Couple Suing Doctor for Allegedly Inseminating Woman With Stranger’s Sperm

A DNA test kit gifted for Christmas led to shocking news for one Ohio family when a couple found out that one of their children was fathered by a stranger.

Representatives for the law firm Peiffer Wolf Carr Kane Conway & Wise told Newsweek that the Ohio-based couple, whose names and identities were not provided, were former fertility patients and plan to sue Summa Health System, along with one of their active physicians, for allegedly inseminating the woman with a stranger’s sperm in what attorneys called a “botched procedure.”

“The couple thought they had undergone an intrauterine insemination procedure using the husband’s own genetic material, as was promised,” attorneys said, alleging that further testing revealed that the sperm came from another patient.

The family and their attorneys will be present when the lawsuit is announced Wednesday in the Court of Common Pleas in Summit County, Ohio.

“As DNA tests gain in popularity, countless instances of fertility misconduct have come to light,” said a statement from the law firm provided to Newsweek. “These cases highlight the largely unregulated nature of the U.S. assisted reproductive technology industry. While a handful of states have enacted new laws to protect patients, there is no comprehensive federal oversight of the industry. U.S. nail salons are subject to far tighter state and federal controls.”

CNET reported that as of September 2021, had 16 million user profiles while 23andMe had 10 million profiles. Ancestry, which says it has over 30 billion records in more than 80 countries, acquired the French genealogy company Geneanet.

Summa Health System and one of its doctors will be subjects of a lawsuit to be announced on Wednesday allegedly that the doctor inseminated a woman with a stranger’s sperm. A picture of Summa Health System’s campus in Akron, Ohio.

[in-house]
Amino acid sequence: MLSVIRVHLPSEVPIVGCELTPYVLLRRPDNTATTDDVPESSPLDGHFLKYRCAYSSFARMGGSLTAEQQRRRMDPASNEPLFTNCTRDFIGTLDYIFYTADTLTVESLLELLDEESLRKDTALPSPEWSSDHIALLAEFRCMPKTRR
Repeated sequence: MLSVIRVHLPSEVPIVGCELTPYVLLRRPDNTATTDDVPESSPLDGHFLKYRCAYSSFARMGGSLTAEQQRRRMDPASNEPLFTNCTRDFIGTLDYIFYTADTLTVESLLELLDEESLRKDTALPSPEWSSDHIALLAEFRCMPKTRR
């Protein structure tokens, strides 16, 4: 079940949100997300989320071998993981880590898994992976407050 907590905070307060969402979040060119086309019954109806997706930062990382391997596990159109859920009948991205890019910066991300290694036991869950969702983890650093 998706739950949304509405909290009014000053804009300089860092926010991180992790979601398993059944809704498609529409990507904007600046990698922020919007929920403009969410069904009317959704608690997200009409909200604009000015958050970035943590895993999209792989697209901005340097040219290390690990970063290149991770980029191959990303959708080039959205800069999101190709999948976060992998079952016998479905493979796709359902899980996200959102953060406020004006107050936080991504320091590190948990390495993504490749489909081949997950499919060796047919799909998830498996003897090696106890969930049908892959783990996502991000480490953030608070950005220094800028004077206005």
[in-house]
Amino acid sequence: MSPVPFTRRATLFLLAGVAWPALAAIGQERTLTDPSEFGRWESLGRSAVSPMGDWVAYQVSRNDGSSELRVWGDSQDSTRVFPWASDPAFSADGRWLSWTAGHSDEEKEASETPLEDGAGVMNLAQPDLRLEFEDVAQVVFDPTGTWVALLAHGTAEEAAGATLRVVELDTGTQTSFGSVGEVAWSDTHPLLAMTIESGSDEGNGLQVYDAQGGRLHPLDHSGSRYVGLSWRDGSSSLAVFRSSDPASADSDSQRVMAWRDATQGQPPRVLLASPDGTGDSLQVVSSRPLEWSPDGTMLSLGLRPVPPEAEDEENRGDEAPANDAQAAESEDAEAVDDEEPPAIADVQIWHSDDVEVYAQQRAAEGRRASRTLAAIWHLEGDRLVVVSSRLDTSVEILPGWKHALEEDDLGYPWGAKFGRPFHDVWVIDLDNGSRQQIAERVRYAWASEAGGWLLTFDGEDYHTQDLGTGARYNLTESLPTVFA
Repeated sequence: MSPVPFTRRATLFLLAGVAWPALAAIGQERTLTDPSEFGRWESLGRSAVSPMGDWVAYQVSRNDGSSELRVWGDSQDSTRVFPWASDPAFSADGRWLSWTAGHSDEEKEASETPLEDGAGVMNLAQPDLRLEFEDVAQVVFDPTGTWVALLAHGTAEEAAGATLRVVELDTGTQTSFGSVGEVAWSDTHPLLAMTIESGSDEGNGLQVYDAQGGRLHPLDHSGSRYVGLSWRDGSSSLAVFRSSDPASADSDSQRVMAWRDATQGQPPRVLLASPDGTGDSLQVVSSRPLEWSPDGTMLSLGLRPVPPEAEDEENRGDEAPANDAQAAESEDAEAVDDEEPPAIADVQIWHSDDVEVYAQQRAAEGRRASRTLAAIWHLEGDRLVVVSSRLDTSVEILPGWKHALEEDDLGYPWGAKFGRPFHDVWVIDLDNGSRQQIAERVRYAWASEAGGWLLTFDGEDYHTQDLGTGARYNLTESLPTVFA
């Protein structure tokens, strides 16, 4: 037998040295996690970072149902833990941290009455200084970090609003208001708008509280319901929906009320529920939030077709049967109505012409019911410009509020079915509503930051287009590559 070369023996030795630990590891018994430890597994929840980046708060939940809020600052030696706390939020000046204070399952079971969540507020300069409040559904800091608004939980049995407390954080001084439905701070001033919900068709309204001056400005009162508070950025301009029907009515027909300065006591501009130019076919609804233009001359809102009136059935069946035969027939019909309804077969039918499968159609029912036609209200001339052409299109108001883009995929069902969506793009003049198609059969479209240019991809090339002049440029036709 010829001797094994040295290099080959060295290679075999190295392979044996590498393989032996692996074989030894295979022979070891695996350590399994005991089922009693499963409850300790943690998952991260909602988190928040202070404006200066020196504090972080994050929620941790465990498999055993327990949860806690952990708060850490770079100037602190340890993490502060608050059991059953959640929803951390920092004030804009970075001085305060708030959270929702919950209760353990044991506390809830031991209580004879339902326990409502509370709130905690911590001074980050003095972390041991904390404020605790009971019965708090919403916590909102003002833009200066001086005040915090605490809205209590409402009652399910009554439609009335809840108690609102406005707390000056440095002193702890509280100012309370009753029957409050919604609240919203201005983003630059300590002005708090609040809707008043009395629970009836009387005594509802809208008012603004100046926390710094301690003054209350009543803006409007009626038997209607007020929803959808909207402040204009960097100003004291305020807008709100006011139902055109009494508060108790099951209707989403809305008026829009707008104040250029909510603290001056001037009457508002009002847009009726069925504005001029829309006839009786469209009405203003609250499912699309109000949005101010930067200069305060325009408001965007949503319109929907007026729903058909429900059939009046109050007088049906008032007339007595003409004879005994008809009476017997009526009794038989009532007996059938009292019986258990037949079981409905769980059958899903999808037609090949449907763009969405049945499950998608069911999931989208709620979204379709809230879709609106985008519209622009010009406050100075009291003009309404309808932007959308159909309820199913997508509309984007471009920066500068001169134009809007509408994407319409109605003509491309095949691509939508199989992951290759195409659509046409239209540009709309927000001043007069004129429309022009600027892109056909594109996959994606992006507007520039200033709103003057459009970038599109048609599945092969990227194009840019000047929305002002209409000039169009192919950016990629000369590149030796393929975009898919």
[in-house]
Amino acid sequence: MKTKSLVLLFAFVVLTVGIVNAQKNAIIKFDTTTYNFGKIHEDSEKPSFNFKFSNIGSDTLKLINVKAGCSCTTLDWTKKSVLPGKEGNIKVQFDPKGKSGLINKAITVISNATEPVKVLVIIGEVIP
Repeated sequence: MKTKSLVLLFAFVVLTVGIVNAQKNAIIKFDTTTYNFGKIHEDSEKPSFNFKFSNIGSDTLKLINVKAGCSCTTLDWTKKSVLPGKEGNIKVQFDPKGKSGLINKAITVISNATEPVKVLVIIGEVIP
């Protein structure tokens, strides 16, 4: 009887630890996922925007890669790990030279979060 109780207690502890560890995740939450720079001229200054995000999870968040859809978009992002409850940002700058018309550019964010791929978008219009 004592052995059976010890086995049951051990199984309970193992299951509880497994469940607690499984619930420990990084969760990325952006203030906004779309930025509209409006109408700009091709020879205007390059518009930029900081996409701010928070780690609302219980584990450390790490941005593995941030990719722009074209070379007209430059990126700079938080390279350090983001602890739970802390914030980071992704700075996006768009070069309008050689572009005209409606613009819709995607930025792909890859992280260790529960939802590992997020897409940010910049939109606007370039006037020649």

Summa Health

At the center of the lawsuit is a doctor named Nicholas Spirtos, who attorneys said was the chief of the Division of Reproductive Endocrinology and Infertility and In Vitro Fertilization/Embryo Transfer at Summa Health System’s-Akron Campus.

Summa Health’s website currently shows Spirtos, whose “specialties” involve reproductive endocrinology and infertility, as currently accepting appointments.

Mike Bernstein, Summa Health’s corporate communications system director, provided the following statement to Newsweek about the impending lawsuit:

“We are aware of an allegation that has been made claiming in 1991 a patient was artificially inseminated with the semen from a person who is not her husband,” Bernstein said. “We take this allegation seriously and understand the impact this has on the family. At this point, we have not met with the family or conducted testing of our own. Given the very limited information that we have and the amount of time that has passed, it remains our hope that the attorneys representing the family will work with us to make that next step a priority.”

Situations like these are not entirely uncommon.

A woman in Spain sued local health authorities last year after discovering she had been mistakenly swapped at birth nearly 20 years earlier when two baby girls were allegedly mixed up by accident after being born five hours apart in a hospital in La Rioja.

That lawsuit was also spurred by the use of a DNA test, which detected the alleged error and caused the woman in question to find she was not genetically related to her parents.